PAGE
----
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. Kempf v. Nguyen

In Kempf v. Nguyen (Ont CA, 2015) the Court of Appeal stated as follows on the defence of volenti:
[49] Volenti, however, is not a claim for declaratory relief: it is a full defence to a finding of negligence. In Dube v. Labar, 1986 CanLII 67 (SCC), [1986] 1 S.C.R. 649, at p. 658, writing for the majority, Estey J. endorsed the following description of the volenti defence from the court’s earlier decision in Stein v. Lehnert, 1962 CanLII 85 (SCC), [1963] S.C.R. 38:
[W]here a driver of a motor vehicle invokes the maxim volenti non fit injuria as a defence to an action for damages for injuries caused by his negligence to a passenger, the burden lies upon the defendant of proving that the plaintiff, expressly or by necessary implication, agreed to exempt the defendant from liability for any damage suffered by the plaintiff occasioned by that negligence...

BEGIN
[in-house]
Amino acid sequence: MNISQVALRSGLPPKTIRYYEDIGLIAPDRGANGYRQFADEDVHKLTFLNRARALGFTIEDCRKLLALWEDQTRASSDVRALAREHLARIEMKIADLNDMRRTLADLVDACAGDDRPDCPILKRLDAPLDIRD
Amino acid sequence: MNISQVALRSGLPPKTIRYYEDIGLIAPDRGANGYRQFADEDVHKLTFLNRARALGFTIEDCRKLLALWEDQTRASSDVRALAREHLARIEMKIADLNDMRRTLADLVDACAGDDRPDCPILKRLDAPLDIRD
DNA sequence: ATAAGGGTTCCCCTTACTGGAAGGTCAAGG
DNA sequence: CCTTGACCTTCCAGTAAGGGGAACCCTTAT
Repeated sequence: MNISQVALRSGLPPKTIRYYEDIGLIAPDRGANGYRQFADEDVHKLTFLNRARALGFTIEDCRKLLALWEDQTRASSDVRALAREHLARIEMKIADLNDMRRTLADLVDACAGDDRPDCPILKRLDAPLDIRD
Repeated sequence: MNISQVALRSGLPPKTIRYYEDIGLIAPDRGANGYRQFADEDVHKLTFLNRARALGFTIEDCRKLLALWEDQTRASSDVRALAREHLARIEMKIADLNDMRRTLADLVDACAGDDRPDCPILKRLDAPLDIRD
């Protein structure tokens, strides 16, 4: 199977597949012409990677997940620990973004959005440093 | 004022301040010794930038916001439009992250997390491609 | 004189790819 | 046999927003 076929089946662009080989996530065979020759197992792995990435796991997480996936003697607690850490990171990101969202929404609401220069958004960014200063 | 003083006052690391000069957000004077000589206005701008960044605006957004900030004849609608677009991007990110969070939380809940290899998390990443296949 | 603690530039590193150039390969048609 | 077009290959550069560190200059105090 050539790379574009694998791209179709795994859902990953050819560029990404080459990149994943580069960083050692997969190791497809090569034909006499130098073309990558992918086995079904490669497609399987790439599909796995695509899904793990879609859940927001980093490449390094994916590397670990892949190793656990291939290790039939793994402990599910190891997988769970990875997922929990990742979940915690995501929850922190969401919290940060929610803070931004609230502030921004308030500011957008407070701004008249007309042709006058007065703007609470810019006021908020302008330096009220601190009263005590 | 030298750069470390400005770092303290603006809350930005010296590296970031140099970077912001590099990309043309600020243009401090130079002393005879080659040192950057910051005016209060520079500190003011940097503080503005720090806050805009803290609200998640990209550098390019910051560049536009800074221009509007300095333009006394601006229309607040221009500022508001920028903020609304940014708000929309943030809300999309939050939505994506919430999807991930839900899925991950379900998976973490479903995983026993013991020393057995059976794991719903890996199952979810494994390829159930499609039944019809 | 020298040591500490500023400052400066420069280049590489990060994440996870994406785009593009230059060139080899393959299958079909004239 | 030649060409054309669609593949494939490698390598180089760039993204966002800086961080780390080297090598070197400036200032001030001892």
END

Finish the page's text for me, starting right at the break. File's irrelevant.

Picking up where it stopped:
[50] In Allen M. Linden and Bruce Feldthusen, Canadian Tort Law, 9th ed. (Markham, Ontario: LexisNexis Canada, 2011), the authors state, at p. 520, “[V]olenti is a question of fact normally decided by the jury”.

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